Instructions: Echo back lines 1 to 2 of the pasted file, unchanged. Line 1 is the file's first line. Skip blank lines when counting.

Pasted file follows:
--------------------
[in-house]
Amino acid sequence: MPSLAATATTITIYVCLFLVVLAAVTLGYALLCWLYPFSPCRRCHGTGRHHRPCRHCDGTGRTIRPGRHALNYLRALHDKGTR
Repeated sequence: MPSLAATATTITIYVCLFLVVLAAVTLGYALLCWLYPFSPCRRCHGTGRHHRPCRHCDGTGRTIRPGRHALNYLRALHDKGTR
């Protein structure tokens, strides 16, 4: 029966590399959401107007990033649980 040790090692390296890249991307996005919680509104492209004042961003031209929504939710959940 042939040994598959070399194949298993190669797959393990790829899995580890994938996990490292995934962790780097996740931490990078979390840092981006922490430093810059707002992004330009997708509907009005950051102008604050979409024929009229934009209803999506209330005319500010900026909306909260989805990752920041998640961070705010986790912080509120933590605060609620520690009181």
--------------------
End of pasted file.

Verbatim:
[in-house]
Amino acid sequence: MPSLAATATTITIYVCLFLVVLAAVTLGYALLCWLYPFSPCRRCHGTGRHHRPCRHCDGTGRTIRPGRHALNYLRALHDKGTR